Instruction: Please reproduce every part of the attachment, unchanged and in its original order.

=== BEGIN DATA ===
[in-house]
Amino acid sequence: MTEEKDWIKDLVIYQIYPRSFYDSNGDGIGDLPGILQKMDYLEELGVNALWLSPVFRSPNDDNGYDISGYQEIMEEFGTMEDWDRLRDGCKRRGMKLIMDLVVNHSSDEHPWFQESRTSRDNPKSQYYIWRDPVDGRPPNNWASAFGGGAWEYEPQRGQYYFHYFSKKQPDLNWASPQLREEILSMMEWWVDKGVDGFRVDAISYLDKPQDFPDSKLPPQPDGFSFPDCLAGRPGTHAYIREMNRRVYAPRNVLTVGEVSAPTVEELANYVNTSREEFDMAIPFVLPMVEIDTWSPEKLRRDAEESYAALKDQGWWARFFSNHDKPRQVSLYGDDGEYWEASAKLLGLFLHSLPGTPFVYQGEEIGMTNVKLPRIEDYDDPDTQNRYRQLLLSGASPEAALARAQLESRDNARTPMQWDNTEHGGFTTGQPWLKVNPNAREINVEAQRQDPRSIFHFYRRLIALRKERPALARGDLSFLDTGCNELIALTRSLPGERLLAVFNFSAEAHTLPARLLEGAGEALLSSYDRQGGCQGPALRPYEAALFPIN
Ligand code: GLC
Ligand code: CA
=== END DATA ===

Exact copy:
[in-house]
Amino acid sequence: MTEEKDWIKDLVIYQIYPRSFYDSNGDGIGDLPGILQKMDYLEELGVNALWLSPVFRSPNDDNGYDISGYQEIMEEFGTMEDWDRLRDGCKRRGMKLIMDLVVNHSSDEHPWFQESRTSRDNPKSQYYIWRDPVDGRPPNNWASAFGGGAWEYEPQRGQYYFHYFSKKQPDLNWASPQLREEILSMMEWWVDKGVDGFRVDAISYLDKPQDFPDSKLPPQPDGFSFPDCLAGRPGTHAYIREMNRRVYAPRNVLTVGEVSAPTVEELANYVNTSREEFDMAIPFVLPMVEIDTWSPEKLRRDAEESYAALKDQGWWARFFSNHDKPRQVSLYGDDGEYWEASAKLLGLFLHSLPGTPFVYQGEEIGMTNVKLPRIEDYDDPDTQNRYRQLLLSGASPEAALARAQLESRDNARTPMQWDNTEHGGFTTGQPWLKVNPNAREINVEAQRQDPRSIFHFYRRLIALRKERPALARGDLSFLDTGCNELIALTRSLPGERLLAVFNFSAEAHTLPARLLEGAGEALLSSYDRQGGCQGPALRPYEAALFPIN
Ligand code: GLC
Ligand code: CA